(HealthDay)—Self-care tools can reduce depressive symptoms in patients with age-related macular degeneration (AMD) or diabetic retinopathy (DR), according to a study published online Dec. 7 in Clinical & Experimental Ophthalmology.
Hortence Kamga, from Maisonneuve-Rosemont Hospital in Montreal, and colleagues conducted a single-blind randomized controlled clinical trial involving 80 participants with late stage AMD or DR, at least mild depressive symptoms, and visual acuity better than 20/200. Participants were randomized in a 1:1 ratio to the intervention, which consisted of large-print written and audio tools incorporating cognitive-behavioral principles plus three 10-minute telephone calls, or delayed intervention/usual care.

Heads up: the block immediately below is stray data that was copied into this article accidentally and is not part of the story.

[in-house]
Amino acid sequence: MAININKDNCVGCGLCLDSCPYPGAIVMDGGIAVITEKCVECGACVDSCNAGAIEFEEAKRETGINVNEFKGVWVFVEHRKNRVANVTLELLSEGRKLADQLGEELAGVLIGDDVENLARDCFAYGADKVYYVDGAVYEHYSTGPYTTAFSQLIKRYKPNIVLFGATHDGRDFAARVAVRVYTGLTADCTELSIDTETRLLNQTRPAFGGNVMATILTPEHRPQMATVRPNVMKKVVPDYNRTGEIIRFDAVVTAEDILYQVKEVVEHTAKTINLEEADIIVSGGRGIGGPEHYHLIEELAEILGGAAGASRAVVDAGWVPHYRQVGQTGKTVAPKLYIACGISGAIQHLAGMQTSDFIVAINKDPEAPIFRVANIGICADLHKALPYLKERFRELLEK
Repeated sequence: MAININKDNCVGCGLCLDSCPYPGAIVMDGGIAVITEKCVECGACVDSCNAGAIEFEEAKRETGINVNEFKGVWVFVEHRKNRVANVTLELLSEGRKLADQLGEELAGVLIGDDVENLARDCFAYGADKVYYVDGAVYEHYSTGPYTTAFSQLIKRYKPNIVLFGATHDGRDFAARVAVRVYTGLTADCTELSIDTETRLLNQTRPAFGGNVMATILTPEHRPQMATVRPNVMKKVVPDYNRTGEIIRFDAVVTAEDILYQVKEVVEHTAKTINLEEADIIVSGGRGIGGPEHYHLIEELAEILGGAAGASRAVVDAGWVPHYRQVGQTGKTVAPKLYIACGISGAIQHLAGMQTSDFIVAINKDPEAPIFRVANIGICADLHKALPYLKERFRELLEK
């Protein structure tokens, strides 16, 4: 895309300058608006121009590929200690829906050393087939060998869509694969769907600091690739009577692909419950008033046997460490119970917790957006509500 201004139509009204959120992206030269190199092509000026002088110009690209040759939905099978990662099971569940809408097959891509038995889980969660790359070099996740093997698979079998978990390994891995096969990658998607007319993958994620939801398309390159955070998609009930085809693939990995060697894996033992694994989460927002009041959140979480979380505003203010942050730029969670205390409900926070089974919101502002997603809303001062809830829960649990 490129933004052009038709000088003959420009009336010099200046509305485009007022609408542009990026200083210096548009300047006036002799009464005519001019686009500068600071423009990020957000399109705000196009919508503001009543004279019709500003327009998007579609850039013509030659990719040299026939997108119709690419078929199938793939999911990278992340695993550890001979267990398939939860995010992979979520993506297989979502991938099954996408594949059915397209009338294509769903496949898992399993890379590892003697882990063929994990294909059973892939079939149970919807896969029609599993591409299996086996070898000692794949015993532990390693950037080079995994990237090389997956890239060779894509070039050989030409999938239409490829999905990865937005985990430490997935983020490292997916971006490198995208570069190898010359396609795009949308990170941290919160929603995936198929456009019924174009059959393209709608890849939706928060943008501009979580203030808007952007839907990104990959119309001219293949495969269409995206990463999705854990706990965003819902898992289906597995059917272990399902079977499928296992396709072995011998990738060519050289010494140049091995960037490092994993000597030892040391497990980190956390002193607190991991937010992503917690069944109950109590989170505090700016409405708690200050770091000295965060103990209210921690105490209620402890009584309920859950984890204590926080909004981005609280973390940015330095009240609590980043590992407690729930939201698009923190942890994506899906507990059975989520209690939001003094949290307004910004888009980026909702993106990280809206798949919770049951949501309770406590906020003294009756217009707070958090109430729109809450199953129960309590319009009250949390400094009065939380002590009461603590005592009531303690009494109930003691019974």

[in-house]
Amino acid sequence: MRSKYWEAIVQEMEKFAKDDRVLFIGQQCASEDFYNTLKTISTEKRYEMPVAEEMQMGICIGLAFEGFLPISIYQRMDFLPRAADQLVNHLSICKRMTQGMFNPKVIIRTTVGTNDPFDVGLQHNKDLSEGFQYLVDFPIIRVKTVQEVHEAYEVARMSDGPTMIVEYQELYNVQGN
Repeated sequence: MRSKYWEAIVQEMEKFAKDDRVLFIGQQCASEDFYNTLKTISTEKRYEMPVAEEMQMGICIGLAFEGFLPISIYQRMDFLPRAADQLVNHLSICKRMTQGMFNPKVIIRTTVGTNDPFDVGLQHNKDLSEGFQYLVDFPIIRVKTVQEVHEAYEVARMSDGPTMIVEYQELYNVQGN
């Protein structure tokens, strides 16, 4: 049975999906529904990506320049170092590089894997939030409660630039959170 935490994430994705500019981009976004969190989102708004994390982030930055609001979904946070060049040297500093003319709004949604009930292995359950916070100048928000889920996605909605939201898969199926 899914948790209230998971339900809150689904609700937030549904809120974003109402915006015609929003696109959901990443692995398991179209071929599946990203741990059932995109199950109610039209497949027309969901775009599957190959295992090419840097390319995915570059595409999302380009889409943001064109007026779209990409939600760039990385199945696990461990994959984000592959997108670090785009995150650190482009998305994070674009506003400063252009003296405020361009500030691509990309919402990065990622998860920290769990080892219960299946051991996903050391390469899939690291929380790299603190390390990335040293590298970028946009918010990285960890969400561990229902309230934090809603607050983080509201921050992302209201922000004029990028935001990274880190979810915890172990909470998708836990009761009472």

The researchers found that the intervention reduced depressive symptoms by 2.1 points more than usual care, after adjustment for baseline imbalances in visual acuity (P = 0.040). The intervention was not associated with secondary outcomes, including anxiety, life space, and self-efficacy.
"Self-care tools plus telephone coaching led to a modest improvement in depressive symptoms in patients with age-related eye disease," the authors write. "Additional research on how to maximize their effect is necessary."
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